The list of 2021 Rhodes Scholars winners were announced, and three of the winners are from Texas!
"This year's American Rhodes Scholars-independently elected by 16 committees around the country meeting simultaneously-reflect the remarkable diversity that characterizes and strengthens the United States," Elliot F. Gerson, American Secretary of the Rhodes Trust said. "They are leaders already, and we are confident that their contributions to public welfare globally will expand exponentially over the course of their careers."
This year's winners are record setting. According to Rhodes, 22 of the 32 winners are students of color, 10 are Black (equal to the greatest number ever elected in one year in the United States,) nine are first-generation Americans or immigrants, one is a Dreamer with active DACA status, 17 are women, 14 are men, and one is non-binary.
The following winners are from the Lone Star State:
- Jeremy N. Thomas, Missouri City, TX - Amherst College
- Kendall M. Jefferys, Keller, TX - Duke University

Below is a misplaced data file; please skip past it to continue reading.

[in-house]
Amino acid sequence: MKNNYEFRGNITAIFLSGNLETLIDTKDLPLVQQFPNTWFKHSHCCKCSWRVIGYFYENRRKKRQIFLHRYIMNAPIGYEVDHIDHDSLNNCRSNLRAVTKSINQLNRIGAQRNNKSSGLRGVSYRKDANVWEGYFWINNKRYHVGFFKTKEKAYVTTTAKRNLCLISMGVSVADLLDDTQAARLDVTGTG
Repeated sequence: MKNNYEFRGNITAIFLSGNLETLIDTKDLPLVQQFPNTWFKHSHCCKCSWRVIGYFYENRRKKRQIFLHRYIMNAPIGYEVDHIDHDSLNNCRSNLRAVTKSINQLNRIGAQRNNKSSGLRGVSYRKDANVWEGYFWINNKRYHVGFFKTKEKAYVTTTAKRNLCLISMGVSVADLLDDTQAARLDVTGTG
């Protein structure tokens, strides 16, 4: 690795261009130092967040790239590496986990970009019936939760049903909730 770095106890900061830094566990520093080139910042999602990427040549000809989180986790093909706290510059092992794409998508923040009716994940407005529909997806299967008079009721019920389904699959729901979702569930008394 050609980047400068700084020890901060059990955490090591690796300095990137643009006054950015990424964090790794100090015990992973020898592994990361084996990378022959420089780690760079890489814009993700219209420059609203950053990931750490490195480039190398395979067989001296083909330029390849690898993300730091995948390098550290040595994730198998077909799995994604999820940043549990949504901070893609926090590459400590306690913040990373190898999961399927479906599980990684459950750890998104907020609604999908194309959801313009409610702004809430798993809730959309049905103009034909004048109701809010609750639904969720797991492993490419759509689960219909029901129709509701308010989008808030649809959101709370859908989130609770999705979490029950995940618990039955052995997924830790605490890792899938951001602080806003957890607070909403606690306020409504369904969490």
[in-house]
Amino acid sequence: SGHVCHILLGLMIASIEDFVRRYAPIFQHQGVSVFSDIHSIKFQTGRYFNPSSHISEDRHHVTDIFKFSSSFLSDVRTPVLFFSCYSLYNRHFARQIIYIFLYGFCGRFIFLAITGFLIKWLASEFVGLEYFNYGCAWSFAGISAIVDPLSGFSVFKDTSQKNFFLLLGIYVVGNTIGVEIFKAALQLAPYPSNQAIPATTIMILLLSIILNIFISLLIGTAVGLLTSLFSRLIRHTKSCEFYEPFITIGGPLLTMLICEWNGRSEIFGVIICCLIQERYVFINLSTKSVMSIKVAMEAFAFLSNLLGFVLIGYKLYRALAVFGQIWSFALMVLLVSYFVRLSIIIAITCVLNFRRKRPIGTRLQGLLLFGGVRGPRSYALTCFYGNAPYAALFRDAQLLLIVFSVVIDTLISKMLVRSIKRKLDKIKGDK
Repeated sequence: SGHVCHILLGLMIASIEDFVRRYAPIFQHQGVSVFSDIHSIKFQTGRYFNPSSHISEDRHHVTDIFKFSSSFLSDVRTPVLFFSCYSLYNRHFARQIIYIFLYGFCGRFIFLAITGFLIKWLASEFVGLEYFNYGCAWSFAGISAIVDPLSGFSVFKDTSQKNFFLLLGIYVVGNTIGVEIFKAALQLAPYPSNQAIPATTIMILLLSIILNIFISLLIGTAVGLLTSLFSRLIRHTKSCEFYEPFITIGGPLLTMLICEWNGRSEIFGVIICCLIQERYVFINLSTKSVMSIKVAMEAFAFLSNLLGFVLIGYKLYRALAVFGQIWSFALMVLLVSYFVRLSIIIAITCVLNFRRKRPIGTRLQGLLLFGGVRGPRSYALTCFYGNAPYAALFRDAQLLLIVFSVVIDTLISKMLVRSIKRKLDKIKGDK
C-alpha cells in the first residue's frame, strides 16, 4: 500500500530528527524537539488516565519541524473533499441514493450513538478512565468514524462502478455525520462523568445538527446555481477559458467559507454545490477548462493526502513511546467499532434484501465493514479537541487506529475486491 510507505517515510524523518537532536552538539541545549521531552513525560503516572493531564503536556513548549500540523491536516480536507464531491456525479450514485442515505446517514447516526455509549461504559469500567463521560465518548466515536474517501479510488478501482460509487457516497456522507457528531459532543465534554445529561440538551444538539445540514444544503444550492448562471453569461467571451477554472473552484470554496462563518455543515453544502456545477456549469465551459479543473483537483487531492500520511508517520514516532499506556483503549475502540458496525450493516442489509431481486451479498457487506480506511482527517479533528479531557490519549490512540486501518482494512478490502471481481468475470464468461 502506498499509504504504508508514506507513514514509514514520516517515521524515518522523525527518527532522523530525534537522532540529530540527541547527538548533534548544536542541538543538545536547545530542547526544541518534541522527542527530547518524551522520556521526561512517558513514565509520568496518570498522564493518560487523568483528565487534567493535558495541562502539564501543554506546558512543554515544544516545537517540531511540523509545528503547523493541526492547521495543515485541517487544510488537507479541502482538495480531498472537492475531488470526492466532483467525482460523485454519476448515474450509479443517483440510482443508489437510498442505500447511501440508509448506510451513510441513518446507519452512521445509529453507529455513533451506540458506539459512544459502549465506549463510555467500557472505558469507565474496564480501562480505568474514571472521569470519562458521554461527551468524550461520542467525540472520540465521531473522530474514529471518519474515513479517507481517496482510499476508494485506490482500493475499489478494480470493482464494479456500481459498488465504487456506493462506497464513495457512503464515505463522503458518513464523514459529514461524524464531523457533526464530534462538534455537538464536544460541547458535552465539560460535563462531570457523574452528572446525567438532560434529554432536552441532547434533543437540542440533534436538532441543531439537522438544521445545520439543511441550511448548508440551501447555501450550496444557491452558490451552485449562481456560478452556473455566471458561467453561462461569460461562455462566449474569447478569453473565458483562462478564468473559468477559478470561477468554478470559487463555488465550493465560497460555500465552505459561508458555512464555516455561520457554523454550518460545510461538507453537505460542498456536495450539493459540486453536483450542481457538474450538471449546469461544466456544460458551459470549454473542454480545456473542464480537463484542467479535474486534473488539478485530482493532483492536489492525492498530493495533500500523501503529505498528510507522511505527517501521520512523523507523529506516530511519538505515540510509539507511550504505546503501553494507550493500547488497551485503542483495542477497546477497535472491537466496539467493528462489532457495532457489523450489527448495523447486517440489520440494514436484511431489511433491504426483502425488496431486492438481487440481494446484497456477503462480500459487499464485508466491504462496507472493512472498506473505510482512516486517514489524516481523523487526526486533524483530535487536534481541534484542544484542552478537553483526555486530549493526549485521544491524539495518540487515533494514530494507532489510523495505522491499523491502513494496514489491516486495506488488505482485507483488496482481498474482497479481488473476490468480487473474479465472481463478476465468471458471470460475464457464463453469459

- Evan C. Walker, Rowlett, TX - United States Military Academy
Rhodes Scholarships provide all expenses for two or three years of study at the University of Oxford in England, and may allow funding in some instances for four years.
The scholars are chosen in a two-stage process. First, applicants must be endorsed by their college or university.
This year, more than 2,300 students began the application process; 953 were endorsed by 288 different colleges and universities.
Committees of Selection in each of 16 U.S. districts then invite the strongest applicants to appear before them virtually for interview.
Th application criteria focuses on academic excellence, but that is not the only factor.
"A Rhodes Scholar should also have great ambition for impact, and an ability to work with others and to achieve one's goals," Rhodes said in a release. "In addition, a Rhodes Scholar should be committed to make a strong difference for good in the world, be concerned for the welfare of others, and be acutely conscious of inequities."
The 32 Rhodes Scholars chosen from the United States will join an international group of scholars chosen from more than 60 countries around the world.